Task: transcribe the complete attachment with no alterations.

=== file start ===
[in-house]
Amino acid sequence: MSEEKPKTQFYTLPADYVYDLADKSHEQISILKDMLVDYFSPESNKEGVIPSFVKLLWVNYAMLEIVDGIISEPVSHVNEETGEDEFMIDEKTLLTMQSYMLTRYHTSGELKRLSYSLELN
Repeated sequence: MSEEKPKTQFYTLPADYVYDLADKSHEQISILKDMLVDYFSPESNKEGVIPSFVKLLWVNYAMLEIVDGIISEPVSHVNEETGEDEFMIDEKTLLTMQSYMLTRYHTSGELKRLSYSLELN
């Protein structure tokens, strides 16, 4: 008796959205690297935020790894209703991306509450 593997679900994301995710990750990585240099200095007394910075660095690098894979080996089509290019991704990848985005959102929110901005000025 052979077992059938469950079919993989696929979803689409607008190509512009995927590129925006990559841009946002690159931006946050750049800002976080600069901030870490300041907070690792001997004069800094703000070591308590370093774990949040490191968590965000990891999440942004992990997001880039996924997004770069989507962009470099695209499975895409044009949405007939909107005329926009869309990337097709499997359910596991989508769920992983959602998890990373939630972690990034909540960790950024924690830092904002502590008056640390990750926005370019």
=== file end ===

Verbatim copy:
[in-house]
Amino acid sequence: MSEEKPKTQFYTLPADYVYDLADKSHEQISILKDMLVDYFSPESNKEGVIPSFVKLLWVNYAMLEIVDGIISEPVSHVNEETGEDEFMIDEKTLLTMQSYMLTRYHTSGELKRLSYSLELN
Repeated sequence: MSEEKPKTQFYTLPADYVYDLADKSHEQISILKDMLVDYFSPESNKEGVIPSFVKLLWVNYAMLEIVDGIISEPVSHVNEETGEDEFMIDEKTLLTMQSYMLTRYHTSGELKRLSYSLELN
């Protein structure tokens, strides 16, 4: 008796959205690297935020790894209703991306509450 593997679900994301995710990750990585240099200095007394910075660095690098894979080996089509290019991704990848985005959102929110901005000025 052979077992059938469950079919993989696929979803689409607008190509512009995927590129925006990559841009946002690159931006946050750049800002976080600069901030870490300041907070690792001997004069800094703000070591308590370093774990949040490191968590965000990891999440942004992990997001880039996924997004770069989507962009470099695209499975895409044009949405007939909107005329926009869309990337097709499997359910596991989508769920992983959602998890990373939630972690990034909540960790950024924690830092904002502590008056640390990750926005370019």